At the same time, GM said it would use stock instead of cash to pay off half the $20.4 billion it owes a United Auto Workers fund to cover retiree health care. That stock would leave the union owning about 39% of GM.

Um...what? So, if the Obamanoms own over half of the company (making it a government agency, right?) and the union owns 39%, what exactly is GM? Apparently 11% is left for whatever brain-dead shareholders want to go along for Mr. Car Czar's Wild Ride.

Believe it or not, I see this development as a good thing. GM abandoned maximizing shareholder value (the only valid purpose of a firm) as its guiding purpose long ago, in favor of a "stakeholder" position. This was not the shareholders' fault, really. The government has forced GM to comply with almost as many regulations as the financial industry must contend with. And labor makes sure that what little money GM makes from cars goes directly to them. This new arrangement simply makes explicit what has been the case for years.

In the same vein, Chrysler has now agreed to cede a majority share to the UAW, with big Gov taking a 10% stake. So, basically, the inmates are running the asylum. May U.S.G.M. and U.S. Chrysler get exactly what they've bought, I say.

As a side note, Ron Gettelfinger, the UAW's chief executive, is a graduate of the Indiana University School of Business. Thus, I'm sure he'll be more than capable of guiding these firms to success. Right? I guess it could be worse. He could be from Purdue.

What I want to know is, if the union is going to own Chrysler, and the government owns GM, who will the workers threaten to strike against?

Monday, April 27, 2009

Consult Your Regulator to See if Twitter is Right for You!

In yet another example of how regulators exert unfathomable control on business, this WSJ article describes how corporations are wary of disseminating information to investors via Twitter and blogs, lest they incur the wrath of the SEC. Here's a quote:

But even some tech-savvy companies remain wary. Intel Corp. in May will be among the first companies to allow shareholders to ask questions via the Web and vote online during its annual meeting. But the chip maker avoids blogs and Twitter for investor issues, because it fears violating SEC disclosure rules or inviting public criticism in a company-hosted forum, says Kevin Sellers, vice president of investor relations.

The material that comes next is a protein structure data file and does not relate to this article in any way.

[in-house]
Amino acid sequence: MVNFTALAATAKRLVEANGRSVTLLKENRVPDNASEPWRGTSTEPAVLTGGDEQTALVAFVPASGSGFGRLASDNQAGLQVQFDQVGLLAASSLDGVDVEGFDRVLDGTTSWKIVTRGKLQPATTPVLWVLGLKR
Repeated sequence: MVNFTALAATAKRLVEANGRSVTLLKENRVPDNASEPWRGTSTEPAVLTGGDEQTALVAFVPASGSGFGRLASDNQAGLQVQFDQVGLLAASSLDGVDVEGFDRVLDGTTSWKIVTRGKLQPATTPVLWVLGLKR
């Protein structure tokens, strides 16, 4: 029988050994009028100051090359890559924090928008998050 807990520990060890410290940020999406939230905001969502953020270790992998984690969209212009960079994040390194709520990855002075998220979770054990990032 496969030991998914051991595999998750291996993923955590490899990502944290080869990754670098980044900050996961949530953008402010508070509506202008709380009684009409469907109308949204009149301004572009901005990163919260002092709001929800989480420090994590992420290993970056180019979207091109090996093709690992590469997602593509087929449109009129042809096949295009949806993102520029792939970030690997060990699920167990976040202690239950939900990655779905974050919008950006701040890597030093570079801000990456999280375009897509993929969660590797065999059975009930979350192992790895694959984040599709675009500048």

The second concern is valid, although I think Intel would get over it. The fact that disclosing more, and more easily accessible, information would violate SEC disclosure rules boggles the mind. This shows the pointlessness, in addition to the more obvious violation of individual rights, inherent in corporate regulation. Regulations are statutory, they are static, while the business world is dynamic and ever-changing. Companies should not have to ask the SEC's permission every time they want to improve service to their shareholders.

For another example of regulatory abuse, see the ongoing saga regarding how Paulson and Bernanke forced Ken Lewis to betray Bank of America's shareholders "for the good of the country." (To be blogged on once more details have trickled in.)

Thursday, April 23, 2009

Time for a Morale Booser...Asian Style

Last week's Economist had a nice little feature on Yuzaburo Mogi, the leader of Kikkoman. You know, the soy sauce people. I had never heard of this gentleman before, but apparently his family was one of the founding families of the company, which "traces its origins to the early 17th century." I'm a sucker for some good soy sauce, so this story's got some special meaning for me. Regardless, it's a great business article all-around.

Mr. Mogi, apparently, is not afraid to break with tradition when it comes to growing his firm. In the fifties, Kikkoman marketed their sauce as an "all-purpose seasoning" so as to attract June Cleaver and her friends. They introduced terriyaki sauce in the U.S., designed for U.S. consumers as a barbecue glaze (I had no idea), and are now eyeing South American tastes, "such as a soy sauce that can be sprinkled on rice--something that is not done in Japan." They're also trying to sell soy sauce in China (which seems like selling cheese in Wisconsin). In the land of cheap knock-offs, Mogi is planning to sell his usually mainstream product as a premium brand.